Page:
Columbia Is Fining a Group After They Protested Sexual Assault
If you thought colleges couldn't get more inept in their response to campus sexual assault, you were wrong.
Earlier this year, Americans around the country sat up at the story of Emma Sulkowicz, a Columbia University student and rape survivor, who vowed to carry her mattress around campus for the rest of the year as a performance art piece and to protest that her rapist was still on campus.
Sulkowicz's act of defiance quickly caught on, culminating in No Red Tape, a Columbia student group, holding a massive protest late last month that ultimately included students on 130 different campuses around the world. At Columbia, the group left 28 mattresses in locations around campus, including the front lawn of university president Lee Bollinger.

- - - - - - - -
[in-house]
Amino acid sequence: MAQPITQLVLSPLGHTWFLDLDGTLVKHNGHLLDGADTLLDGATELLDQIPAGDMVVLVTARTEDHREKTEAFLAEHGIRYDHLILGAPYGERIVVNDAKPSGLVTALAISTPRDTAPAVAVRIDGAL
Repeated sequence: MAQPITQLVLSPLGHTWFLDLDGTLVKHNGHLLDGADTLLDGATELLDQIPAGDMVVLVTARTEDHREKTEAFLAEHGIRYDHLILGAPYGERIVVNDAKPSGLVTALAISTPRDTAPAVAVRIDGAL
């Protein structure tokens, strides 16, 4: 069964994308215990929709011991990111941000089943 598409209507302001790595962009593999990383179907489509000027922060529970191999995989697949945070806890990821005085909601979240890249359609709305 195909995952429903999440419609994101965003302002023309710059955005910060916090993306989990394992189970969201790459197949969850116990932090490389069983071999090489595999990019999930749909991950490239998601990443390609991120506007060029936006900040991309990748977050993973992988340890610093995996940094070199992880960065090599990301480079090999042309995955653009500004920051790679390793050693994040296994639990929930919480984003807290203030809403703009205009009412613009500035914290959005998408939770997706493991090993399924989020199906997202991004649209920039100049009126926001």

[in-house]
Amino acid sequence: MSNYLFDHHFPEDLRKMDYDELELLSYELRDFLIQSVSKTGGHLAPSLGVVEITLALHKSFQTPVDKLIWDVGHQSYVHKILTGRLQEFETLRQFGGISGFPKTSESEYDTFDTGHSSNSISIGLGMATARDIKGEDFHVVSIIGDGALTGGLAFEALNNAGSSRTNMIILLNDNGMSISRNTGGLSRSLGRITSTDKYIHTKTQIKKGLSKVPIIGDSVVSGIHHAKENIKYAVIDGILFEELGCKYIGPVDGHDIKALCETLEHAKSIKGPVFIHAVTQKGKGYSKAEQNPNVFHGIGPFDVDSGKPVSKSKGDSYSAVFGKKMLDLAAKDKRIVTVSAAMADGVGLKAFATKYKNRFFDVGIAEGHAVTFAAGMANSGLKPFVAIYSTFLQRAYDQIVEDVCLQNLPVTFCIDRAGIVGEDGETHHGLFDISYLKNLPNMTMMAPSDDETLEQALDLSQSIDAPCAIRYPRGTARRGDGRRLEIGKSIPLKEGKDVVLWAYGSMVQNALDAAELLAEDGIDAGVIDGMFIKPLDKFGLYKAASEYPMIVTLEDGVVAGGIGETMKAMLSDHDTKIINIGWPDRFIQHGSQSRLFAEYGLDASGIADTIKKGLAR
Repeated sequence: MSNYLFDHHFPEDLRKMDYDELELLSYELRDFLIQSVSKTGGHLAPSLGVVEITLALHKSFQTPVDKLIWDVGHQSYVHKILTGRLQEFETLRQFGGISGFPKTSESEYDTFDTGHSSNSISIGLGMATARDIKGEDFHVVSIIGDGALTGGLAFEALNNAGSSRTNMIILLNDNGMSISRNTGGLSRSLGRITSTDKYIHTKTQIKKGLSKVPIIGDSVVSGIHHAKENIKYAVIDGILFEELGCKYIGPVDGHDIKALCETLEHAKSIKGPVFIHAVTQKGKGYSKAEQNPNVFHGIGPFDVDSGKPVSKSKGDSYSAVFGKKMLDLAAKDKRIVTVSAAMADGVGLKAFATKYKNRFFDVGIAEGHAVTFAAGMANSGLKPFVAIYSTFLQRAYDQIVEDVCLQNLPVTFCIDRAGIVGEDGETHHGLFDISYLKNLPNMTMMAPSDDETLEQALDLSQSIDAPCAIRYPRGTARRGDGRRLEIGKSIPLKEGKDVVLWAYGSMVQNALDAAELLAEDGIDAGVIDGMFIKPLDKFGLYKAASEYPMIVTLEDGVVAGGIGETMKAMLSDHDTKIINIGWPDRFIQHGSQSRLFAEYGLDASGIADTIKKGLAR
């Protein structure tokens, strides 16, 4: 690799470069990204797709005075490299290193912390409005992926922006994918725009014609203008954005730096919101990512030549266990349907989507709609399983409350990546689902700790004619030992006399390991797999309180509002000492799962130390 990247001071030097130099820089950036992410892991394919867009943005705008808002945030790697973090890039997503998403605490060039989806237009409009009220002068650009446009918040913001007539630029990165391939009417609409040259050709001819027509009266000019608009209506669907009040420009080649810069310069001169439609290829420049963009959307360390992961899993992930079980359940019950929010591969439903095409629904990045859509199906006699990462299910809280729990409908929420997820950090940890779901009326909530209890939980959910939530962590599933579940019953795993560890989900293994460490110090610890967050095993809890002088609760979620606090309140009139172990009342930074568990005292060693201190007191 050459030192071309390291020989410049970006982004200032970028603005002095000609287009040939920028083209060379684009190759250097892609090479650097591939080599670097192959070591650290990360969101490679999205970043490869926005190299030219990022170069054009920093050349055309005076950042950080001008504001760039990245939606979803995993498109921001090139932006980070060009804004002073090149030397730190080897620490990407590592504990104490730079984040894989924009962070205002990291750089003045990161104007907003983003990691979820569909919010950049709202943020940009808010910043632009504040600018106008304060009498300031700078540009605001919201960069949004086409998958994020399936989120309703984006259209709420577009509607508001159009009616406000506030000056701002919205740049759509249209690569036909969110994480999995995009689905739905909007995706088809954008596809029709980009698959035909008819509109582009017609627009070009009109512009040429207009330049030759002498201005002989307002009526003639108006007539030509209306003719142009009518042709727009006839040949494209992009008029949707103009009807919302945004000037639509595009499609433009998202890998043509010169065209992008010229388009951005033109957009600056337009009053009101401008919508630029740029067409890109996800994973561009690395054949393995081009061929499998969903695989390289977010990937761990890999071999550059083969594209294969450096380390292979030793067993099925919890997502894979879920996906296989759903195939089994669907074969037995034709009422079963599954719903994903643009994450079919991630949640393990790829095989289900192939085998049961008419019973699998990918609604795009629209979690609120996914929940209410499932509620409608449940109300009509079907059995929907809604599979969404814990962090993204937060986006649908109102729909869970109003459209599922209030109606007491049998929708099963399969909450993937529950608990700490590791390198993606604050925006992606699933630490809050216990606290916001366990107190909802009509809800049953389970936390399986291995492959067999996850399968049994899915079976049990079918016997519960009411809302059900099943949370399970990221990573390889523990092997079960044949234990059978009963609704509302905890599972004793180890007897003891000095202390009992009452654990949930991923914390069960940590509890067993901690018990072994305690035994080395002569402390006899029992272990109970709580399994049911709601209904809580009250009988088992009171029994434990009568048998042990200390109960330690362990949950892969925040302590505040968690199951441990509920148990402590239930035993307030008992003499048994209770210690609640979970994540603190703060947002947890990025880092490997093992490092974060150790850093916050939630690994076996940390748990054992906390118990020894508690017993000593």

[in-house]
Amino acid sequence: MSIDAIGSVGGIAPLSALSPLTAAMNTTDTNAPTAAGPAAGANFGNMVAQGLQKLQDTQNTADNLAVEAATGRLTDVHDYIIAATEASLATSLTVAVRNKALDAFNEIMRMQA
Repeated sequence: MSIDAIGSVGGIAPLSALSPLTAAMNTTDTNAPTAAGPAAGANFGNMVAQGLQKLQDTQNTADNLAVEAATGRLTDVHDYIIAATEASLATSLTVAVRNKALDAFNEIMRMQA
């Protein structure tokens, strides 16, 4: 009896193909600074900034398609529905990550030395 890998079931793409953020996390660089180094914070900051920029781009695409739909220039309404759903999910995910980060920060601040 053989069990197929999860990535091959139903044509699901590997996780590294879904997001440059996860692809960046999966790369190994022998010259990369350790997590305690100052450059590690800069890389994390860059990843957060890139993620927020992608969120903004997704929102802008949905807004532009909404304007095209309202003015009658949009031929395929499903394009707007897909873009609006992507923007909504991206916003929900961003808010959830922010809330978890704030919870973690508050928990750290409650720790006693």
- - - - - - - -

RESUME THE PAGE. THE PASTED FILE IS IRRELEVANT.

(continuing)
But now that the dust of national media attention has settled, Columbia may not have gotten the message. According to the Huffington Post, the school is charging Student Worker Solidarity, the group that booked space on campus for No Red Tape, with a clean-up fee of $471, which the Huffington Post initially reported as reaching a figure closer to $1,500.
Columbia's logic is that they had to throw the mattresses away after the protest, which incurs a fee.
"There are entirely typical matters in apportioning direct costs for facilitating student events," Robert Hornsby, a Columbia spokesman, told the Huffington Post. "And, given our longstanding commitment to robust free speech, there is never such a thing as a fine for any group because of its views."
Students, however, were less than thrilled with this explanation.
"The symbolism of them literally dumping the mattresses in the trash within an hour, it's so indicative of how they handle sexual assault on this campus," said Michela Wiehl, a student who helped organize the event. "They literally throw out rape cases without a second thought."